Total in spending bill: $7.7 billion
Sponsored by Democrats: $4.6 billion
Sponsored by Republicans:$3.1 billion
— Washington Post
Washington — President Barack Obama railed against pork barrel projects on Wednesday. Then, he signed a massive spending bill stuffed with them.
Still, Obama pledged to reform the process by which such “earmarks” end up in spending bills. He unveiled a plan that he said was designed to make sure all such projects have a “legitimate” purpose.
Obama said he was signing the $410 billion spending bill, which funds the operations of all but three Cabinet departments, in order to keep the federal government running. The bill had won final approval on Tuesday, just before a stopgap measure that had funded those departments was due to expire.
Republicans had urged the president to veto the bill in order to take a stand against earmarking — the means by which members of Congress direct taxpayer money to a particular project or business.
“I am signing an imperfect omnibus bill because it is necessary for the ongoing functions of government, and we have a lot more work to do,” Obama said, noting he doesn’t want Congress “bogged down” in that discussion rather than working on more pressing work.
“But I also view this as a departure point for more far-reaching change,” Obama said.
The president said that in the future, all earmarks should have a “legitimate and worthy public purpose.” And he said members of Congress who propose them should post them on their Web sites for public inspection, and that they should be discussed at public hearings.
Obama also said earmarks benefiting for-profit companies should be subject to the same competitive bidding requirements as other federal contracts. He called such earmarks “the single most corrupting element of this practice.”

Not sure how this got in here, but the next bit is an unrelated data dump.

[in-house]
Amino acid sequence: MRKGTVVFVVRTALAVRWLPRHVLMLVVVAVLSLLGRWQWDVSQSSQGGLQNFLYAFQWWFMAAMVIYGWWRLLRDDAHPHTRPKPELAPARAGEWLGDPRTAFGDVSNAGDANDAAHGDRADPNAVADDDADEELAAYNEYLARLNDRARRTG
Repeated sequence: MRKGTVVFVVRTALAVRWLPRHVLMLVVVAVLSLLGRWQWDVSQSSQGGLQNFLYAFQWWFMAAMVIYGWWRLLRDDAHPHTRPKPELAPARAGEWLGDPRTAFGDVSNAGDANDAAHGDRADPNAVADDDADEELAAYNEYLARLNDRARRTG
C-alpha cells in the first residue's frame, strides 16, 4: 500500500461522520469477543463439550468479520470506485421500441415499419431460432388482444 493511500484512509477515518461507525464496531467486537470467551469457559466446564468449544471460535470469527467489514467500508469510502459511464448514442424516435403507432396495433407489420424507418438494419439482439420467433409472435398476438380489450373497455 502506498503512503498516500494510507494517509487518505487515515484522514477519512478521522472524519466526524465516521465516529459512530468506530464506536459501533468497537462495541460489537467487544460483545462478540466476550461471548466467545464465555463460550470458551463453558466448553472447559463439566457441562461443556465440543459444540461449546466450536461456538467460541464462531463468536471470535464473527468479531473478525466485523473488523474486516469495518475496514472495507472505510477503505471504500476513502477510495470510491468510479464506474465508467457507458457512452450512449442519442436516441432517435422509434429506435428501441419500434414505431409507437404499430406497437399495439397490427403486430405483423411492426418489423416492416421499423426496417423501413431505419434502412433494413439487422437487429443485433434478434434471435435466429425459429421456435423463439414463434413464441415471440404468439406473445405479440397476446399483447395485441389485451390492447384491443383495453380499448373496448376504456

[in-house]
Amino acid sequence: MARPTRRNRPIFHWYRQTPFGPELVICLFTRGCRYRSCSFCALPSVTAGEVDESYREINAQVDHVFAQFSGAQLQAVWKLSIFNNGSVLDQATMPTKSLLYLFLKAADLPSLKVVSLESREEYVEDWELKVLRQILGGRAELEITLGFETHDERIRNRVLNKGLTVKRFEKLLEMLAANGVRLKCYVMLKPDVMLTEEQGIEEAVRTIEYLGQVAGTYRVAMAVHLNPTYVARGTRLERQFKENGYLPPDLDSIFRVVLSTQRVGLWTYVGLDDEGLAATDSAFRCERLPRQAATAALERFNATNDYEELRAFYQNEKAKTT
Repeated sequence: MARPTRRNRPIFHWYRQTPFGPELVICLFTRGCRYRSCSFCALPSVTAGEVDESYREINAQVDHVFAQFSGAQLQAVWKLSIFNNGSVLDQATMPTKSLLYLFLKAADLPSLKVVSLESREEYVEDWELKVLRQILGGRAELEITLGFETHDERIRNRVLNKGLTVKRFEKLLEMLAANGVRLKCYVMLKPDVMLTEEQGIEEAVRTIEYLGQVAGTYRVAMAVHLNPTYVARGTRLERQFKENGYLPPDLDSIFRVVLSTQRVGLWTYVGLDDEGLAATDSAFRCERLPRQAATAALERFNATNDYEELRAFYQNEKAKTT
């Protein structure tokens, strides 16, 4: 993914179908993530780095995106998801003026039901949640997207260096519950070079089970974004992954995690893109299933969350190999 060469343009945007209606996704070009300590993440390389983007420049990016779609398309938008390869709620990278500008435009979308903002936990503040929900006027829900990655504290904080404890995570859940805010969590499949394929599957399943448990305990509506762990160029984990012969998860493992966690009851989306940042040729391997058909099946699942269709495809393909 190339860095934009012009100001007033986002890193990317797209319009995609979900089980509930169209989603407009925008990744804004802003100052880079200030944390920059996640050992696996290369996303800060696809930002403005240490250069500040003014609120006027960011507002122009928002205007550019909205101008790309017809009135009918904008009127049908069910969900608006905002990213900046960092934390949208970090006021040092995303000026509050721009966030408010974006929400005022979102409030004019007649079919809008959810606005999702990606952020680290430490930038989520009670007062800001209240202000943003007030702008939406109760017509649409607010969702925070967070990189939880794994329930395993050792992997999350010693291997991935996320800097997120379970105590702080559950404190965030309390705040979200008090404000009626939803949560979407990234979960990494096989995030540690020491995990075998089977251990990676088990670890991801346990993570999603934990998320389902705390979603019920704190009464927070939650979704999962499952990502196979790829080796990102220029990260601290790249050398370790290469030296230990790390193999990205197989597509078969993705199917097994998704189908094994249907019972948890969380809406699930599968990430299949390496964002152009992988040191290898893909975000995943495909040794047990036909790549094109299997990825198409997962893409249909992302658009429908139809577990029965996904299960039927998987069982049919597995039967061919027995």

House Democratic lawmakers replied with a reform package of their own. Speaker Nancy Pelosi, D-Calif., said federal agencies would be asked to review the earmarks that members propose — which is not done today — and she offered other ideas similar to those of the president.
To one Republican, Rep. Jeff Flake of Arizona, the pledges emanating from the White House and congressional Democrats sounded something like, “Give me sobriety, but not yet.” Sen. John McCain, R-Ariz., the most high-profile critic of the practice, said Obama simply should have threatened to veto any bill that contained irresponsible earmarks.
“The president could have resolved this issue in one statement — no more unauthorized pork-barrel projects — and pledged to use his veto pen to stop them,” McCain said.
The spending bill Obama signed Wednesday is packed with such earmarks, including 13 that benefit clients of the PMA Group, a lobbying firm in Washington under federal investigation for alleged campaign-finance abuses.
Efforts by Republicans this week to strip those earmarks from the bill failed.
“Pardon us if we note the irony of signing a bill into law that contains close to 9,000 earmarks on the very day that the president pushes alleged earmark reform,” said Antonia Ferrier, a spokesperson for House Minority Leader John Boehner of Ohio. “It’s like washing down a doughnut with a Slim-Fast shake.”